Christmas series: Germany & Japan
Posted on: 3rd December 2017
As we head into December and the Advent and Christmas season, Checkpoint asked some of our CMS missionaries what the festive season looks like in their country and how they celebrate the birth of Christ into the world. This week we hear from Klaus & Jude Hickel in Germany and Brad & Michelle Jackson in Japan.
Advent wreaths in Germany—Klaus & Jude Hickel
The favourite time of year for Germans is Christmas time! Everywhere you turn there are Christmas markets, decorations, special foods and candles. The month leading up to Christmas, Advent, is just as important as Christmas Eve, when Germans celebrate Christmas. There are many traditions but one very common one is the Advent wreath. Every house has a wreath, usually handmade. But sadly many don’t recognise its message: the light of God coming into the world through the birth of Jesus Christ.
The Advent wreath originated among German Lutherans in the nineteenth century and it soon spread to other denominations and countries. The wreath’s circular shape represents God’s everlasting love and its evergreen branches represent the hope of eternal life. Its four candles, one for each Sunday of Advent, symbolise hope, peace, joy and love. Each Sunday a new candle is lit. Most people light the candles daily and Christian families often accompany this with a devotional.
Each year our church holds an evangelistic women’s event at the beginning of December and this year we will be making Advent wreaths together. There will also be an evangelistic talk and, of course, desserts! Please pray that many women would respond to the light of God coming into the world through the birth of Jesus Christ.
KFC and sponge cake in Japan—Brad & Michelle Jackson
Christmas is beautiful and festive in Japan as stores are decorated and Christmas songs fill the air. Children eagerly anticipate Santa’s visit and workers indulge themselves at end-of-year parties. In Kobe, Christmas also coincides with the gorgeous Luminarie light festival, commemorating the city’s recovery after the Great Hanshin Earthquake of 1995—it looks like Christmas, but it’s not.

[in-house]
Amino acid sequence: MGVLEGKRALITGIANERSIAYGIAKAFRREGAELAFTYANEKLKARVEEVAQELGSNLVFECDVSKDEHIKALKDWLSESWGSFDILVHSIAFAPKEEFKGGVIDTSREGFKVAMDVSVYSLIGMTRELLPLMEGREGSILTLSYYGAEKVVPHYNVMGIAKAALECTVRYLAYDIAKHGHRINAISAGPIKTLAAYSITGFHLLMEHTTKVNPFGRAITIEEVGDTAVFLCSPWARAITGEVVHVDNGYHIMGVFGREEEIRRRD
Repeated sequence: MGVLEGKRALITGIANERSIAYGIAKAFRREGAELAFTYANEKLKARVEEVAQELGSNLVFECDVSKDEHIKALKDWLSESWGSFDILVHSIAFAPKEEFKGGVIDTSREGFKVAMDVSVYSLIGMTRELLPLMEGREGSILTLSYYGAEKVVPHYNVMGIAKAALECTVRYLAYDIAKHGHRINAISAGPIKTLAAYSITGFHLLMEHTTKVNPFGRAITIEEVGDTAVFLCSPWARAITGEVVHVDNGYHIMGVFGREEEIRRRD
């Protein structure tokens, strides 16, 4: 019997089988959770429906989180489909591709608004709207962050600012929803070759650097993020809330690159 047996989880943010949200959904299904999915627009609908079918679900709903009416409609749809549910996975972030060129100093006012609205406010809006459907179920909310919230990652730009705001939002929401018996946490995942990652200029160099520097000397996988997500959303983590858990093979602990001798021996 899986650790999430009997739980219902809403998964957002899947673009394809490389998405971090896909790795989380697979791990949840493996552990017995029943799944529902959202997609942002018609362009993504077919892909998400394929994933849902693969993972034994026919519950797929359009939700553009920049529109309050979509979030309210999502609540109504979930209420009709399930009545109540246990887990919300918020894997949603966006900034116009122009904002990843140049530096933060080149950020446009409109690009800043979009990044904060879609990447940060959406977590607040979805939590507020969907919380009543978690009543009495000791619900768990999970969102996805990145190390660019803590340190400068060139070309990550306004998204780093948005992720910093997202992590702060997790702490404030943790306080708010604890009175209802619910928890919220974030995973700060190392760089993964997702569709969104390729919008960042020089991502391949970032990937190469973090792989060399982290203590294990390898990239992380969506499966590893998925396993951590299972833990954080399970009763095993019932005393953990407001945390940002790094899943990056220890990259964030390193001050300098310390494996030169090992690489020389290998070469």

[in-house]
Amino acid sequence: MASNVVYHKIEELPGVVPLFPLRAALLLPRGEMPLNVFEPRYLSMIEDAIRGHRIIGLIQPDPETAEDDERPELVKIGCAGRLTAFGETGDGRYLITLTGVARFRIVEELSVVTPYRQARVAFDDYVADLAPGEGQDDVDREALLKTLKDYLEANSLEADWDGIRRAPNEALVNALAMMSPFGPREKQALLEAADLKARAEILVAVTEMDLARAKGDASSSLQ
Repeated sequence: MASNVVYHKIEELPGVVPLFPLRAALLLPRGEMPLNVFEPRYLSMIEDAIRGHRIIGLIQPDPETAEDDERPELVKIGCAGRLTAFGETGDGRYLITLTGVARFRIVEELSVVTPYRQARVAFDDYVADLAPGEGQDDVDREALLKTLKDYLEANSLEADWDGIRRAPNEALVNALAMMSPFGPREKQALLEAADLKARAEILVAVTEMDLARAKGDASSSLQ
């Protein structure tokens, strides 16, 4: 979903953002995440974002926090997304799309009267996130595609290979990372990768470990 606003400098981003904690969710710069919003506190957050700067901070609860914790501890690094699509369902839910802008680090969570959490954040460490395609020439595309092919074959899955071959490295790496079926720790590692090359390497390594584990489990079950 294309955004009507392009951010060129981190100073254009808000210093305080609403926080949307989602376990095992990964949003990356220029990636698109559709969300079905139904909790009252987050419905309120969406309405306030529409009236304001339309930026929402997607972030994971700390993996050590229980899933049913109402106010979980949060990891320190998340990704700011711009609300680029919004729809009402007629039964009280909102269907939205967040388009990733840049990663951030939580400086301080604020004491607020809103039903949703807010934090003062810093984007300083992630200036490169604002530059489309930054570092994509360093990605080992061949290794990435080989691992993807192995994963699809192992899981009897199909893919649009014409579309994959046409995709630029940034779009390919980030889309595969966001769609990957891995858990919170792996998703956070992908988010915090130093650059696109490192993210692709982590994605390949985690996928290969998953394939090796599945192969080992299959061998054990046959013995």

Japan has fully embraced the style of Christmas without Jesus and enjoys its own unique traditions. For families, Christmas means eating KFC and sponge cake, while for young couples, Christmas Eve is considered the most romantic night of the year.
Just like in Australia, churches in Japan make the most of the season to do evangelism. At the Higashinada Baptist Church, we have multiple kids’ Christmas events, we go carolling, we hold special services, and every small group and ministry has a Christmas party. We’re also involved in KGK university ministry and Young Life high school ministry, and each network has numerous Christmas events. It’s a crazy season.
As a family, we look forward to Christmas Day because all the craziness of December comes to an end. It’s a quiet day to enjoy each other, exchange gifts and speak to family on Skype. Christmas is a time when many missionary families miss their home countries and so we usually host a dinner. In 2017, we’re taking a break from hosting and going out to a restaurant with other missionary families to celebrate together.
This year, our family was gifted an early Christmas present—a copy of Tim Chester’s latest book for Advent, The One True Gift. It contains 24 daily readings encouraging us to focus on Jesus during Advent. We’re reading it as a family for our evening devotions leading up to Christmas. Although we should start on 1 December, we started early because there are so many evenings when one or more of us are out during the evening.
Every day is a great day to praise God for sending Jesus, but we love this time of year as a unique celebration. Caleb has been pestering us for the past week and so tonight we’re putting up our decorations. I’ve got 500 fairy lights to hang in the living room—it should be fun!
Praise God for sending his Son into the world and ask that the women attending the evangelistic wreath-making event at the Hickels’ church would respond with faith and thankfulness to this news.
Pray for the many Christmas events that the Jacksons and other missionaries attend at this time of year. Thank God for the opportunity to share the gospel with people who do not normally come to church.
Pray for missionaries as they celebrate Christmas far from their home countries, families and friends.